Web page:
action_description: "I tap on the button with label \"New\""
action: tap
id: 1

Based on the UI description and response instructions, GPT-4 could decide to tap the “New Reminder” button. This would be its response:

observation: "I'm in the Reminders app with a navigation bar and a 'New Reminder' button."
thought: "I need to tap the 'New Reminder' button to create a new reminder."
action_description: "I tap on the 'New Reminder' button."
action: tap
id: 7

My system parses GPT-4’s response and executes the corresponding action using methods on UIElement, such as tap and typeText.


I’m using OpenAI’s chat completion API with model gpt-4 and temperature 0 (to make the responses deterministic). Each request contains a list of messages representing the actions GPT-4 has taken up to that point. With each request, each tick of the main loop, the list grows longer. The very first message in the list is a special “system” message to set the scene and inform GPT-4 of what to expect:

You control my iPhone through me to achieve a task I give you. I give you a textual description of the UI and you respond with the next action. This is repeated until the task is done.

Task: <Task Description>

Use all apps and content on my phone to your advantage. Personal information must be observed using my phone. Do not make this up.

The initial request consists of two messages: this “system” message and the first “user” message. User messages contain the description of the home screen and the response instructions described above. On subsequent requests, I replace previous “user” messages with “(UI description omitted)” to save on OpenAI usage fees. (The UI descriptions take up a lot of tokens.) I do include GPT-4’s responses as “assistant”-typed messages. My thinking is that the observations in its responses would give enough context so that the previous UI descriptions could be omitted. The “observation” and “thought” fields are based on what I’ve seen LangChain do.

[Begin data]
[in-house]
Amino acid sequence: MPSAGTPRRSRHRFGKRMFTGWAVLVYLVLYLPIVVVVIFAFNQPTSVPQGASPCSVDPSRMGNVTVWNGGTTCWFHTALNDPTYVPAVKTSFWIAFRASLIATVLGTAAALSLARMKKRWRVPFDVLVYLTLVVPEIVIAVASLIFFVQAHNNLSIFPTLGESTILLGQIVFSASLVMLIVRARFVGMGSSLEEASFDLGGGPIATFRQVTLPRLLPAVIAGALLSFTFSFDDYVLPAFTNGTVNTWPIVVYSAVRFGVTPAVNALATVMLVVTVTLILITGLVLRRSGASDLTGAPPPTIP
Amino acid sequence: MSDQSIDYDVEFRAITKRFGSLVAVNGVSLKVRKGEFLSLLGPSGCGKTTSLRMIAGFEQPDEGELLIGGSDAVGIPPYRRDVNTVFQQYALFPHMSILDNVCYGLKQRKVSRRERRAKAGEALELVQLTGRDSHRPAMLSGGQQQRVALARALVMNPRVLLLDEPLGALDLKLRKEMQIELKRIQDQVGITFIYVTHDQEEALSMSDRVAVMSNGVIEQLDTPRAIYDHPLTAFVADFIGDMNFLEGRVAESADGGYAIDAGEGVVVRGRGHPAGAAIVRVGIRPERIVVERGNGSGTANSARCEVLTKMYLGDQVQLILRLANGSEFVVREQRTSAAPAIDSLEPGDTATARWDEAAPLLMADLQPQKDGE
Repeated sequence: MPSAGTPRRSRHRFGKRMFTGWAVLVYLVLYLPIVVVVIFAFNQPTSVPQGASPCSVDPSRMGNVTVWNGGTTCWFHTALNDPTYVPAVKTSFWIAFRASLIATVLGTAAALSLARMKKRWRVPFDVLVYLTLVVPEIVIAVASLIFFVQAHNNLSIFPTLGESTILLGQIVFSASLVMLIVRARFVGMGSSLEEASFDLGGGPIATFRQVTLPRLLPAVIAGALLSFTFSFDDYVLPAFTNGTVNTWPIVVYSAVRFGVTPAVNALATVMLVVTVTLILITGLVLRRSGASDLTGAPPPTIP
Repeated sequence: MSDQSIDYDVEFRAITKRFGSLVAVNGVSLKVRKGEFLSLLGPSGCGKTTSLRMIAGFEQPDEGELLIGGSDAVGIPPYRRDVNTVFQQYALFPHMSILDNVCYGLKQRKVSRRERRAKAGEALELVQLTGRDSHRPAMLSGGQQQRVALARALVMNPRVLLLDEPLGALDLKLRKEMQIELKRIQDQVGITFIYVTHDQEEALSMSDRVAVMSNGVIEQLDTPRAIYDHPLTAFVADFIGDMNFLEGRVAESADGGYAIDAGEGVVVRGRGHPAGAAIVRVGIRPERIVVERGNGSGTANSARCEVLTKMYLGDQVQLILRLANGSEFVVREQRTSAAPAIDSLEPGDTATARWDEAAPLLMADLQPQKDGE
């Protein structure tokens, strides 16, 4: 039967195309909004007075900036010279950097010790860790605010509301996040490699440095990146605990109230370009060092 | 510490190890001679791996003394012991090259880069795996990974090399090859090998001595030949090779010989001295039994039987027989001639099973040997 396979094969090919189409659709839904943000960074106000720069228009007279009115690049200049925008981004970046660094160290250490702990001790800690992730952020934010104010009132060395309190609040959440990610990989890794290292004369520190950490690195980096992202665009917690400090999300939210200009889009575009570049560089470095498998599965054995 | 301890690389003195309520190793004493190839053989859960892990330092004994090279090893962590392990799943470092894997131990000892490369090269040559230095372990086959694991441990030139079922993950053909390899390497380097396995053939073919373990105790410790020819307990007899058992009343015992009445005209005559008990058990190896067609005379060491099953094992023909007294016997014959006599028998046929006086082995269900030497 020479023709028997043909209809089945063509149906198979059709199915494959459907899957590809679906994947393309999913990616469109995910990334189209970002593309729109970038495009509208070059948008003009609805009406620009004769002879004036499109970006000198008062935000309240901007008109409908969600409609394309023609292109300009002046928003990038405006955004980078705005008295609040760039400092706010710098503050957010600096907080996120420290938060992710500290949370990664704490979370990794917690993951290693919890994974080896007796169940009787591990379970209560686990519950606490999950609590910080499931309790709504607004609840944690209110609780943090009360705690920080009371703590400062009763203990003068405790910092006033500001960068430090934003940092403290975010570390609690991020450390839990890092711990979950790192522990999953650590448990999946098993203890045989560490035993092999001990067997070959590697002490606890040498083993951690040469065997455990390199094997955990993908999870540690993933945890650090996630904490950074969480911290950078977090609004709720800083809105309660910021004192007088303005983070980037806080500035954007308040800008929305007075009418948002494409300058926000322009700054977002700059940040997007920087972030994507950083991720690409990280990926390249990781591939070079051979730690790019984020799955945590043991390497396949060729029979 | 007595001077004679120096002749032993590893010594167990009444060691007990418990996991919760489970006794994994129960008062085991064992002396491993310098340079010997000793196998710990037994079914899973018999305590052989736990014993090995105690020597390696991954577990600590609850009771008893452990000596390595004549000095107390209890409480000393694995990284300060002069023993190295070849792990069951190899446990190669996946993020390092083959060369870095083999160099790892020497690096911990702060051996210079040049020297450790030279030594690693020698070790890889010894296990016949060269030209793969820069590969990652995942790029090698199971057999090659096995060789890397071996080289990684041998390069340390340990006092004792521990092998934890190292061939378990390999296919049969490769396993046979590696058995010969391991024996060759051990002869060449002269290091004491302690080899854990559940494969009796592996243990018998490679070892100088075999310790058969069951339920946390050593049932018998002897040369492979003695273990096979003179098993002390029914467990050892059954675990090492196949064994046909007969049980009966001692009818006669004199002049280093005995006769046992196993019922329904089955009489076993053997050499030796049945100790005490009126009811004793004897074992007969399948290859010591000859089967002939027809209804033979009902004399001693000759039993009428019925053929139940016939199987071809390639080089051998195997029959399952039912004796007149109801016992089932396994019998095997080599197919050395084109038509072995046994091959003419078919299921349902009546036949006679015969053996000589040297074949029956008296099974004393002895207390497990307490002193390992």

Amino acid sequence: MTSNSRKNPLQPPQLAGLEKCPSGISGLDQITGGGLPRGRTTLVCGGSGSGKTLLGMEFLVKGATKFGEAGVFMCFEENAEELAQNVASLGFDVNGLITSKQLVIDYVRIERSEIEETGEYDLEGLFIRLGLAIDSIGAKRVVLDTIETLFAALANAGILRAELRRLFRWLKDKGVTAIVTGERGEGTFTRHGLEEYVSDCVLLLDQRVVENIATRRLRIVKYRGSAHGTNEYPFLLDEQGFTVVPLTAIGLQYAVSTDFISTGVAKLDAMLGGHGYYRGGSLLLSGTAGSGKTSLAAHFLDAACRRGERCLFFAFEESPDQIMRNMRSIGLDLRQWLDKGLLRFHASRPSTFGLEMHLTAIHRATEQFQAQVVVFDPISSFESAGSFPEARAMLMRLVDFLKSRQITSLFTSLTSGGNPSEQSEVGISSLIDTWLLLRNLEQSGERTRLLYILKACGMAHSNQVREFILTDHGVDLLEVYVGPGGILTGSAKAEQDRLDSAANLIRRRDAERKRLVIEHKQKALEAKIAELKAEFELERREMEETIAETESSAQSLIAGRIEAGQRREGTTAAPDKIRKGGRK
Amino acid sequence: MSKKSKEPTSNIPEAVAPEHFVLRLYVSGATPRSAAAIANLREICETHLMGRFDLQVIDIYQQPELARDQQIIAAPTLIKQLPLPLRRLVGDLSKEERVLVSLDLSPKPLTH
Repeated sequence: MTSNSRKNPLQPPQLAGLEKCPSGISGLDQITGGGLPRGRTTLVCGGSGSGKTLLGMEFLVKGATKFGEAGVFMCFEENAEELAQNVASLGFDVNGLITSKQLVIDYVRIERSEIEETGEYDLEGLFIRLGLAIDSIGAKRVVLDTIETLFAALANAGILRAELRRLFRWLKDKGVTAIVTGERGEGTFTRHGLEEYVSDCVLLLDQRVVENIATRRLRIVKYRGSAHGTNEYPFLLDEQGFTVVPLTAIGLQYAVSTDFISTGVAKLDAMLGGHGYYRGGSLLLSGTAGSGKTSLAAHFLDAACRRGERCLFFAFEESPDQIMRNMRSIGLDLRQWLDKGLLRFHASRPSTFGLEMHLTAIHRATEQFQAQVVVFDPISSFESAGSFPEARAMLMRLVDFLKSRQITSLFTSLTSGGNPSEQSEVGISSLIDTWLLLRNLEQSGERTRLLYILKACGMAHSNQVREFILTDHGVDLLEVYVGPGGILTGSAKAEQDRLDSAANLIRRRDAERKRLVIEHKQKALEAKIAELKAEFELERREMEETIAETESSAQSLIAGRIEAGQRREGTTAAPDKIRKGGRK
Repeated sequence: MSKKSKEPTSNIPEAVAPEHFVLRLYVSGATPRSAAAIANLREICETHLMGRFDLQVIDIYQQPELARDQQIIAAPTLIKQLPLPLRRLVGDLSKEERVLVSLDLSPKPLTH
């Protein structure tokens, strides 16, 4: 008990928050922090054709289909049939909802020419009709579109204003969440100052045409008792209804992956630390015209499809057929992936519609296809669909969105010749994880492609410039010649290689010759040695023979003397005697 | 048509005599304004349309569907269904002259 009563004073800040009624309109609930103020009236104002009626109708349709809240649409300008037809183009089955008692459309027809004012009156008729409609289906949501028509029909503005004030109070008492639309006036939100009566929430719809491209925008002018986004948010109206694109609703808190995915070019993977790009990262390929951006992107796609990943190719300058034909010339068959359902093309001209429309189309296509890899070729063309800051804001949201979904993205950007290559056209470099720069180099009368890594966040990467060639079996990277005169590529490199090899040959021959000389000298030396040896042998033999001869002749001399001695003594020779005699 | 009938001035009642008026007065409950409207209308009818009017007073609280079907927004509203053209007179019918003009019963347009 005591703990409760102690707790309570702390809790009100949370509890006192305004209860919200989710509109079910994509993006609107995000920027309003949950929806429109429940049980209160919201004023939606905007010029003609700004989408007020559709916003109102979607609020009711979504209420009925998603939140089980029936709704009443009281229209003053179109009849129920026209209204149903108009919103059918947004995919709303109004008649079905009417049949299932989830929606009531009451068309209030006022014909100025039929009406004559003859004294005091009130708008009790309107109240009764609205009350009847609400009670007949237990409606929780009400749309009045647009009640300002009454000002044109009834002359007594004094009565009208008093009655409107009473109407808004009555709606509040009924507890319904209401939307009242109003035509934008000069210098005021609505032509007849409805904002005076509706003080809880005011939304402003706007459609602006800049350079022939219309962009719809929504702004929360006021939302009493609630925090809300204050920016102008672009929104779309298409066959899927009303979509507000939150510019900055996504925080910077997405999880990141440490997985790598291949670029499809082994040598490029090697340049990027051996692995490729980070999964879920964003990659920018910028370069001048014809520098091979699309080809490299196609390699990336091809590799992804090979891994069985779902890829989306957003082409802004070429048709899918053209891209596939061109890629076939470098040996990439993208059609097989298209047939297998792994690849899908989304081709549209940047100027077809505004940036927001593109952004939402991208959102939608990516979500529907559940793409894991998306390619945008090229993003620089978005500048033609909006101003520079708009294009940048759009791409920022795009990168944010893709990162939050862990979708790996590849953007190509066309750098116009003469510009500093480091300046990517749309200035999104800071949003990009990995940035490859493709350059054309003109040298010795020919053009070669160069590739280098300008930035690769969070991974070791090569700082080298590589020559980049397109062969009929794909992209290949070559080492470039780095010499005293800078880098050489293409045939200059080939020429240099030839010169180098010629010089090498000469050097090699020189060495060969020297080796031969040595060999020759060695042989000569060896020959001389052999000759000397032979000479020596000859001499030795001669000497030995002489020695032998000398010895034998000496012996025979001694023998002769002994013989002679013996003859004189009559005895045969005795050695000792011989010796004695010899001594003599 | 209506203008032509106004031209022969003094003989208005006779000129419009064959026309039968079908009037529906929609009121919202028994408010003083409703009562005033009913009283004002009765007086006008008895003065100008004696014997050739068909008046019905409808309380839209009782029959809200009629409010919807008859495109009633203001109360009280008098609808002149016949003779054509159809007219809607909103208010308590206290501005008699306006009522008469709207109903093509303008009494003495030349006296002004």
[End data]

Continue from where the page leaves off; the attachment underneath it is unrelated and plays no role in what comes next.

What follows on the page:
With everything set up, it was time to put GPT-4 could do with my phone. I had mixed feelings - part of me didn’t expect much, while another part was ready to yank the lightning cable in case it would turn against me. As it turned out, the actual results were equally ambiguous. It’s slow and error prone, yet the fact that it was able to carry out my requests at all was oh so fascinating.

Texting my wife

Let’s start with something (even) Siri can do. I asked GPT-4 to text my wife. Task description:

“Text my wife a joke.”

GPT-4 just assumed the single pinned contact in the Messages app was my wife and proceeded to text her a joke. My wife was confused why I sent her a joke in English (since we’re Dutch), so I quickly stepped in to explain what happened. Now, whenever I send her a weird text, she just assumes it’s GPT-4 talking.

Reminding me

I proceeded to try a more complicated task:

“Create a reminder for tomorrow morning to call John, include his number.”

GPT-4 succesfully opens the Reminders app, creates a new reminder and schedules it for tomorrow. It then goes to the Contacts app to look up John’s number. (This is John Appleseed from the iPhone Simulator’s default dataset.) It memorizes the phone number and goes back to the Reminders app to add it to the task. Here’s a video of GPT-4 executing this task:

It was tricky to prevent GPT-4 from hallucinating a phone number. That’s when I added “Personal information must be observed using my phone. Do not make this up.” to the system message. I think the iPhone Simulator’s default dataset is in GPT-4’s training data, because at one point it entered another mock contact’s name (not John) to the reminder.

During one of GPT-4’s attempts to perform this task, it tried to copy the phone number by tap & holding on the field. This was before I had listed it as one of the possible actions in my prompts. GPT-4 “knew” about this affordance, but it didn’t have it from me. I wouldn’t be surprised if iOS documentation or iOS reviews are part of its training.